mobility progress of the Buraku minority it is necessary to come to grips both
with the ambiguities in the very concept of the Buraku minority and, as a
consequence, the difficulties in developing what might be called a mobility
metric that fits the Buraku case.

146 Jacob Meerman


Serious difficulties come to the fore with every attempt to estimate who is
Burakumin. The governments current definition, used to determine who
benefits from the SML, has a two-step test: first the Burakumin lives in the
former ghettos or special buraku, todays dowa districts, and second the
buraku resident is a descendant of the eta/hinin. This definition will capture
all of the Burakumin if and only if there is complete endogamy within the
Buraku population and there has been no Buraku emigration from the
buraku. Neither assumption is true. There always has been substantial
movement of Burakumin out of the buraku. At the moment of emancipation
(1871) many of the hinin were quickly able to leave their buraku for mainline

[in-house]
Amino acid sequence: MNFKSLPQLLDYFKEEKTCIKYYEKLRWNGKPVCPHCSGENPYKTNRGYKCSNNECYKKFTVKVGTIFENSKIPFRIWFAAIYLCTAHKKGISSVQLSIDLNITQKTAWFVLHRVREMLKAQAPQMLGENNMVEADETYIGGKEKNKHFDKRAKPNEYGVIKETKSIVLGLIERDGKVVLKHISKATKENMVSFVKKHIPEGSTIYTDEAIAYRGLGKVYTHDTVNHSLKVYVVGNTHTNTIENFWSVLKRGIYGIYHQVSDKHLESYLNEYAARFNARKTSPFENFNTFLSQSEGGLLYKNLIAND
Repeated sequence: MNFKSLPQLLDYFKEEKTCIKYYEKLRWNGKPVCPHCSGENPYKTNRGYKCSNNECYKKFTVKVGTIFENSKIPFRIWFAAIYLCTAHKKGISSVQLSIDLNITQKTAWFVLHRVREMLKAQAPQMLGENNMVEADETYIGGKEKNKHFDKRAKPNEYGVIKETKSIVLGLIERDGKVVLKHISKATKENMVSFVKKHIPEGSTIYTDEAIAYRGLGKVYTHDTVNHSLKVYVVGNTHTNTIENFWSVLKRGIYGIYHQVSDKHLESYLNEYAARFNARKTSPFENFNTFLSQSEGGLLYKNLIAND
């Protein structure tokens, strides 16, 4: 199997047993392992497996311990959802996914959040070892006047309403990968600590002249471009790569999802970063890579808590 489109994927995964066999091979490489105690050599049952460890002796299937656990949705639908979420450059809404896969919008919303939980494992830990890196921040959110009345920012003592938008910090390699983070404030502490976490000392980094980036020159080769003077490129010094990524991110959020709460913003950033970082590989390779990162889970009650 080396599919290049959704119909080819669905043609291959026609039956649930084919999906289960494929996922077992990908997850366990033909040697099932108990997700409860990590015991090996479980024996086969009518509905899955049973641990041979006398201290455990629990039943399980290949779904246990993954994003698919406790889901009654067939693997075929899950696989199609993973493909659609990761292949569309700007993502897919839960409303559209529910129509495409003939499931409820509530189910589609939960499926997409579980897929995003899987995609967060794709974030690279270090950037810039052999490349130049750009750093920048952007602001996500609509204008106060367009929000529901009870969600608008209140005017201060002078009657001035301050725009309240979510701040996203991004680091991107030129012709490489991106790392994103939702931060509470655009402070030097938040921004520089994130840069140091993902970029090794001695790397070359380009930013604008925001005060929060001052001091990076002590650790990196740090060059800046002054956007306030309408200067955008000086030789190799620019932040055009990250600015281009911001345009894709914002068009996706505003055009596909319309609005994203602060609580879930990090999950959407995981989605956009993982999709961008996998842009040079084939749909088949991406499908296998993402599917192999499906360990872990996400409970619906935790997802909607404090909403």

communities. But there was also a large influx of people into new burakus
between 1871 and 1920. The coal mining industry greatly expanded after 1871,
for example, and miners very often became buraku residents. (It is not known
to what degree offspring of these new buraku dwellers, were certified as bona
fide Burakumin.) Neary reviewed several reports and noted that:
A survey of conditions in Kyoto in 1938 found that only 57% of those
living within the Buraku areas had been born there and over 60% who had
moved into the Buraku had migrated since 1932. Further, we are told, that
the rate of migration into Kyoto was not as high as in other cities.
(Neary 1989: 149)
It is possible that many of those born in dowa districts and certified as bona fide